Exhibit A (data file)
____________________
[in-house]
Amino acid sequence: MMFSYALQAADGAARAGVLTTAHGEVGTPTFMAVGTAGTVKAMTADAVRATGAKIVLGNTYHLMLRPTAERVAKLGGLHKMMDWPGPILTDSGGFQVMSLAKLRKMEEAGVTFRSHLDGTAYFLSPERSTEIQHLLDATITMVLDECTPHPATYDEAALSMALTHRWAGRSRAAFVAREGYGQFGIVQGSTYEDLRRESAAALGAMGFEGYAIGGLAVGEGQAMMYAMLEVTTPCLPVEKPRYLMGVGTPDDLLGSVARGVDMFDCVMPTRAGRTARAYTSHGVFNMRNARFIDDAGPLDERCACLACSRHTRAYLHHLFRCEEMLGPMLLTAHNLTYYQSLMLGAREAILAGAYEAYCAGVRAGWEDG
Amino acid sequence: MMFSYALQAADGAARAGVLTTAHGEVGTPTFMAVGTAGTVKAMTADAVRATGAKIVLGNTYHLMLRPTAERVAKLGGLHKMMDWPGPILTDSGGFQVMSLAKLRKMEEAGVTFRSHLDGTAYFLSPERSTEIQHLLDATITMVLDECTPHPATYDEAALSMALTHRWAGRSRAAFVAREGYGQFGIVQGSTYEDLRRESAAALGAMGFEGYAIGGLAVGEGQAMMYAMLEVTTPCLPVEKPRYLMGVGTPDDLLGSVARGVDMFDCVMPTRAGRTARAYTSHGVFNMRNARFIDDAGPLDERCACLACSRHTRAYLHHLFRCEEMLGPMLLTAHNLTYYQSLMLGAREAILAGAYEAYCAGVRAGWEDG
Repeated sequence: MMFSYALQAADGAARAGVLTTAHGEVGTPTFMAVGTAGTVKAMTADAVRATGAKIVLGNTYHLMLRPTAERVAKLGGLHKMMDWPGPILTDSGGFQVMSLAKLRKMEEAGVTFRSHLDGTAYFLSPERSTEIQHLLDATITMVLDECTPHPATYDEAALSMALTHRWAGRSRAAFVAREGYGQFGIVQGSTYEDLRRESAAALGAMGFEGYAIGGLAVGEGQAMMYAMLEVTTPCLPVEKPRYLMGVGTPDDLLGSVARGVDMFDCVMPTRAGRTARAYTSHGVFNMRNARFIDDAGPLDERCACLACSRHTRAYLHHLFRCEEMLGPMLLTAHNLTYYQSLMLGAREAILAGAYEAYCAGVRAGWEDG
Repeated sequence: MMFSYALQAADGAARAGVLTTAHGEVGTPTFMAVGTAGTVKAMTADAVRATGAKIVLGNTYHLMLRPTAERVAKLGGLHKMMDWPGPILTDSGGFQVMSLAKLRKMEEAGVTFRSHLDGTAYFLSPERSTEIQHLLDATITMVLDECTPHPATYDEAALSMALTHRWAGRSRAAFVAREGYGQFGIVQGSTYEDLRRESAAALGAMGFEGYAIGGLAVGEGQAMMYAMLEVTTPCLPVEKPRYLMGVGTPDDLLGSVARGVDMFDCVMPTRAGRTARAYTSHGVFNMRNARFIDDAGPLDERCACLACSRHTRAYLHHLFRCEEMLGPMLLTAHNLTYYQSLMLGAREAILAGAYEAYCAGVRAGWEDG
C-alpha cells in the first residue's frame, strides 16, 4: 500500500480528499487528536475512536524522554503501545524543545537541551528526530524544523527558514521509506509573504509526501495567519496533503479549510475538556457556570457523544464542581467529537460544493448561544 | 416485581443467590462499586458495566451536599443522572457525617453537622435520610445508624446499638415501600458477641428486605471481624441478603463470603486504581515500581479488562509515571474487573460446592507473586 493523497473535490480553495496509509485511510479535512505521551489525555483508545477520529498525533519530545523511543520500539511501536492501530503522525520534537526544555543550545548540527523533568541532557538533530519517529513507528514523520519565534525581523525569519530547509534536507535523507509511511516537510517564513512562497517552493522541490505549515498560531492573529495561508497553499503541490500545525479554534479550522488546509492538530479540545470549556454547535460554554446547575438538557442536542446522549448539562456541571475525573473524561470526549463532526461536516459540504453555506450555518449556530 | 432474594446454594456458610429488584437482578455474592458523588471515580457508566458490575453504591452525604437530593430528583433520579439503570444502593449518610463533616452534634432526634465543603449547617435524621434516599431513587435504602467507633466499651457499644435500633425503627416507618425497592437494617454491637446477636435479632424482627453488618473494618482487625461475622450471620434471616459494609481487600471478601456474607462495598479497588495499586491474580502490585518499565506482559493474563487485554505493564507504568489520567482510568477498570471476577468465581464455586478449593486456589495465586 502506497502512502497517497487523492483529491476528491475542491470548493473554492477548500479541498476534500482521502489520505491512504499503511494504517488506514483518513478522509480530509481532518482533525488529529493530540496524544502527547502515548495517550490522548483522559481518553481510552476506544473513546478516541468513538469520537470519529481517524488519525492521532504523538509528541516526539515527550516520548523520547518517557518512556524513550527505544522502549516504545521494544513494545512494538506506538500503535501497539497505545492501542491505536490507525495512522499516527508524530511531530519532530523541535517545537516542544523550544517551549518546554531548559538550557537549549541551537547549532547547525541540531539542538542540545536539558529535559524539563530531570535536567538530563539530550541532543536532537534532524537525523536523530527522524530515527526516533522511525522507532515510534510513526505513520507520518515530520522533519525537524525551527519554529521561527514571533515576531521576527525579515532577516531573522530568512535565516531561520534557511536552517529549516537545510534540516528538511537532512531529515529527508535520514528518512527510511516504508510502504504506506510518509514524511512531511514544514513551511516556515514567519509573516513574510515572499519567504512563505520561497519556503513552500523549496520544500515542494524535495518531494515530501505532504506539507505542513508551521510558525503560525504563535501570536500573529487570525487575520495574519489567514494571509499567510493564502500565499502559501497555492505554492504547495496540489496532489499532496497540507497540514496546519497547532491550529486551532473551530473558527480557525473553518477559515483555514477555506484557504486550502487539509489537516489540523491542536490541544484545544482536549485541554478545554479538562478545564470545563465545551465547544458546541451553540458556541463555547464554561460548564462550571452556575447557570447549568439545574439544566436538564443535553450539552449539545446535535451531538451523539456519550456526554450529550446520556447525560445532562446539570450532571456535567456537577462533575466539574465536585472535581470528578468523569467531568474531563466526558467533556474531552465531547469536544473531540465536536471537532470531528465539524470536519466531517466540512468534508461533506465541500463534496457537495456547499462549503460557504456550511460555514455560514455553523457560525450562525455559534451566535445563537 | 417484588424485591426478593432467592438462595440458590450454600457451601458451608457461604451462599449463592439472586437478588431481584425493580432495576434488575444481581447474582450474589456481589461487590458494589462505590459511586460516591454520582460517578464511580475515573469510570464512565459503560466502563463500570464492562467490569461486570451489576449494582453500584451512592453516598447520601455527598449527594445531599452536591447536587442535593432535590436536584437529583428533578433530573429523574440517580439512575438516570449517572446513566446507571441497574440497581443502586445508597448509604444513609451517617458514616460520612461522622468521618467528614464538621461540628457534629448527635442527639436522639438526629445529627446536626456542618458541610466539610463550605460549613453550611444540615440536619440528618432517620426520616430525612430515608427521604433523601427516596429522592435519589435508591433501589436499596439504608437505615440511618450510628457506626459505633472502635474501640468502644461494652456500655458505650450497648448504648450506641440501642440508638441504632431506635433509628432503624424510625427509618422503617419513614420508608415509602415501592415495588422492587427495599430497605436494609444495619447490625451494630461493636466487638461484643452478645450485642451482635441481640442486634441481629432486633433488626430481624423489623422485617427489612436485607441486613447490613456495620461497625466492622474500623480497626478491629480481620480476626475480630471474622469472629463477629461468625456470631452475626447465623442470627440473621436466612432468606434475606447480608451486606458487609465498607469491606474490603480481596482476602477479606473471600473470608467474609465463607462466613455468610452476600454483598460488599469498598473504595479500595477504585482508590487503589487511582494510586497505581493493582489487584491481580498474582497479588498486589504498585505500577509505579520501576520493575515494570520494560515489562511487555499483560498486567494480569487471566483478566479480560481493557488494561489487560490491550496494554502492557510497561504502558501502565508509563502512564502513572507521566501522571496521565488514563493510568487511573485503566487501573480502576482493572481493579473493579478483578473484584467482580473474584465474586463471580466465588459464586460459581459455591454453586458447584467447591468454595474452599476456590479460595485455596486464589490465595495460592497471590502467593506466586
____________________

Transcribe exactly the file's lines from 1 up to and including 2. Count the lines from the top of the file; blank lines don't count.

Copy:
[in-house]
Amino acid sequence: MMFSYALQAADGAARAGVLTTAHGEVGTPTFMAVGTAGTVKAMTADAVRATGAKIVLGNTYHLMLRPTAERVAKLGGLHKMMDWPGPILTDSGGFQVMSLAKLRKMEEAGVTFRSHLDGTAYFLSPERSTEIQHLLDATITMVLDECTPHPATYDEAALSMALTHRWAGRSRAAFVAREGYGQFGIVQGSTYEDLRRESAAALGAMGFEGYAIGGLAVGEGQAMMYAMLEVTTPCLPVEKPRYLMGVGTPDDLLGSVARGVDMFDCVMPTRAGRTARAYTSHGVFNMRNARFIDDAGPLDERCACLACSRHTRAYLHHLFRCEEMLGPMLLTAHNLTYYQSLMLGAREAILAGAYEAYCAGVRAGWEDG